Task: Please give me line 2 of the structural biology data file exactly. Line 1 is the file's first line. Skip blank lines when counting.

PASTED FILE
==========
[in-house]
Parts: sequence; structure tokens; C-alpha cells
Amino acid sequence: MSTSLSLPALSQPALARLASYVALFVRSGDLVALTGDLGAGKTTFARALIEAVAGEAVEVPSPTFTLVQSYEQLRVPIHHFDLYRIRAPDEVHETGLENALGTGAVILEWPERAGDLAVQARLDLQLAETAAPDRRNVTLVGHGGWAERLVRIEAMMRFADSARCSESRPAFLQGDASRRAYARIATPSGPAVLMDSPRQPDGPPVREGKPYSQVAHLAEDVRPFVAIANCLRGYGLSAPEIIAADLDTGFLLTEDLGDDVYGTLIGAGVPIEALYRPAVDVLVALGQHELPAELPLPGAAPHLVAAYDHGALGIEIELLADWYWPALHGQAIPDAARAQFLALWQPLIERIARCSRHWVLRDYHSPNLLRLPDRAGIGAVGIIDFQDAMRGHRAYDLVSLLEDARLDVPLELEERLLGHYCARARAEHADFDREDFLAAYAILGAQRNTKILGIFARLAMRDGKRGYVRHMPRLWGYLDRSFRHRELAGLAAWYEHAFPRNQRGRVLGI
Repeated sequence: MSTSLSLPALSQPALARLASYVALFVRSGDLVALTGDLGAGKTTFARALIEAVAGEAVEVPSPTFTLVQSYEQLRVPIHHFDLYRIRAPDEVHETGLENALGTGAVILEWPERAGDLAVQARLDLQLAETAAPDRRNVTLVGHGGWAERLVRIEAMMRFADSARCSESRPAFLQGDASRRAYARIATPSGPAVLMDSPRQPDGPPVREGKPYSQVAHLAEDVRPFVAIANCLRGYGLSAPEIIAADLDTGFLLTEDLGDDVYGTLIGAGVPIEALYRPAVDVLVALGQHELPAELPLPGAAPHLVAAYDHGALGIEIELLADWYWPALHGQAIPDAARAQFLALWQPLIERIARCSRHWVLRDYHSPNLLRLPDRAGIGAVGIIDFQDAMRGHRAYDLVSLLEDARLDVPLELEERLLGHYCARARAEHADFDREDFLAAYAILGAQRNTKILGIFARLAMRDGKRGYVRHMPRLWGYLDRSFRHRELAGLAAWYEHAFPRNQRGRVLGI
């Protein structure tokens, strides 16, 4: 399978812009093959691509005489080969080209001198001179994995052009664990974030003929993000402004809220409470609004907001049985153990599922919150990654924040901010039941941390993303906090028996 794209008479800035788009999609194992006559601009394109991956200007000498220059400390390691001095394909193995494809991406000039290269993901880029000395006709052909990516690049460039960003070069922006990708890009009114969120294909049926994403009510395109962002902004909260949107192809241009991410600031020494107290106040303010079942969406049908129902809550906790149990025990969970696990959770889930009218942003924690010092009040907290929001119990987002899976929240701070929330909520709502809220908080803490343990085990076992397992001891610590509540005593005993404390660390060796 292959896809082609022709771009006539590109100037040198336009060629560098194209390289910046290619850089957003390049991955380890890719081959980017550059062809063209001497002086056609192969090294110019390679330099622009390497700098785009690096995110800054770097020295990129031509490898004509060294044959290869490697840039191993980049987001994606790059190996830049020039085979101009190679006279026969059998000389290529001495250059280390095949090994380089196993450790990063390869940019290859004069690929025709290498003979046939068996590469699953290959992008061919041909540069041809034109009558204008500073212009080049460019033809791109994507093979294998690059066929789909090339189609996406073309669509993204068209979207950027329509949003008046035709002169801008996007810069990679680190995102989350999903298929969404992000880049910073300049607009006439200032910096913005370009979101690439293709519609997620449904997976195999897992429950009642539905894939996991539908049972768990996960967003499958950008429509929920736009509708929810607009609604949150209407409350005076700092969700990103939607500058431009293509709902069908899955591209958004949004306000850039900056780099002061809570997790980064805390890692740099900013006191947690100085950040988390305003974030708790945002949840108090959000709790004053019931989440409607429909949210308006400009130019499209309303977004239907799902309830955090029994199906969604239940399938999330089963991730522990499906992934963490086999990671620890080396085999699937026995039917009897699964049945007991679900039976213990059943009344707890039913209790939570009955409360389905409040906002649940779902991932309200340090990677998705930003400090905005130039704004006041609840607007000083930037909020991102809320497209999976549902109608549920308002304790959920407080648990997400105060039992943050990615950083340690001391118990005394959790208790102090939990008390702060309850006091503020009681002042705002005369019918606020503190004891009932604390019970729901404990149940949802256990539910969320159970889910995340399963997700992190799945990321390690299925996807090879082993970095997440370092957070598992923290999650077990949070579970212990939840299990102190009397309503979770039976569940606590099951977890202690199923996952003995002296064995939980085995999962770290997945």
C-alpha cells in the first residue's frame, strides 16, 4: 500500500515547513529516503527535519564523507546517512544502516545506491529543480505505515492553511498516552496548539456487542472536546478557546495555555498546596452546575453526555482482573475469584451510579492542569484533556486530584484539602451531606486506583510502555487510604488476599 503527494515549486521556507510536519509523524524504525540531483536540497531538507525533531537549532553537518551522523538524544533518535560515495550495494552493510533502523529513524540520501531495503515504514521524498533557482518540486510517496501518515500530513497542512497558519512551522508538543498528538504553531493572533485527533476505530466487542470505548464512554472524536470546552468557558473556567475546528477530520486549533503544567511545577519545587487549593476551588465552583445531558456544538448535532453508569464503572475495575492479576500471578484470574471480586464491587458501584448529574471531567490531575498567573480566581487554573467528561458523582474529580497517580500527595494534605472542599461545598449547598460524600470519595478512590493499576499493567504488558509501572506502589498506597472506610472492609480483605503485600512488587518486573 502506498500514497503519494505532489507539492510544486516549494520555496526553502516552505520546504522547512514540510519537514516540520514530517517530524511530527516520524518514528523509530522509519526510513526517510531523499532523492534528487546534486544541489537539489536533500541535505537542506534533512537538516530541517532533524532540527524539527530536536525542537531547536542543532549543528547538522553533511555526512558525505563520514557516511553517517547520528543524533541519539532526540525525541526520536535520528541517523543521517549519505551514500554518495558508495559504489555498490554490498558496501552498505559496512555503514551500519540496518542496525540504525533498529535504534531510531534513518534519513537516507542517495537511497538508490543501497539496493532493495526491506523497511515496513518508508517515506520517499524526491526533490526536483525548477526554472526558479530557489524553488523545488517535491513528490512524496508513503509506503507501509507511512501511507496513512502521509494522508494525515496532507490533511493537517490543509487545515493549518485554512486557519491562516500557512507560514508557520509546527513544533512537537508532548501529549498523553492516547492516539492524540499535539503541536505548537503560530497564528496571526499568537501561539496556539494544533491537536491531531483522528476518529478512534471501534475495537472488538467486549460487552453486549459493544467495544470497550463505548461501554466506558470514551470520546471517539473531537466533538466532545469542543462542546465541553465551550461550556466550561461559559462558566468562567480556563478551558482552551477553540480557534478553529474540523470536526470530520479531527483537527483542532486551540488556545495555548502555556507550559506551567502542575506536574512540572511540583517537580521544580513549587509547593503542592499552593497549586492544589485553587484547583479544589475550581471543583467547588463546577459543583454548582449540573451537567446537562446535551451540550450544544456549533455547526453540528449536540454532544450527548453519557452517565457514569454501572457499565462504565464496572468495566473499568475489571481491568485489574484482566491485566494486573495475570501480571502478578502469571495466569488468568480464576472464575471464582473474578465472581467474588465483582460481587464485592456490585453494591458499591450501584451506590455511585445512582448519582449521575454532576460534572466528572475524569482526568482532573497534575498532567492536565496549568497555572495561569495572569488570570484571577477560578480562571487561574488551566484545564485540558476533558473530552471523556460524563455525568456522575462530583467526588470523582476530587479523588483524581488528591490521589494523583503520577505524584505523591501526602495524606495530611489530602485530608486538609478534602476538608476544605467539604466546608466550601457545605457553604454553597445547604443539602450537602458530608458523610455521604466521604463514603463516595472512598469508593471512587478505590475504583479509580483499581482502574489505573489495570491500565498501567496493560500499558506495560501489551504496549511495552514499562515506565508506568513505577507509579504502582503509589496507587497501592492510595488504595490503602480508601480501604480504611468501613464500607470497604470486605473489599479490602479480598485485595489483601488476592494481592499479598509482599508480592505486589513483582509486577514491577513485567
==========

Parts: sequence; structure tokens; C-alpha cells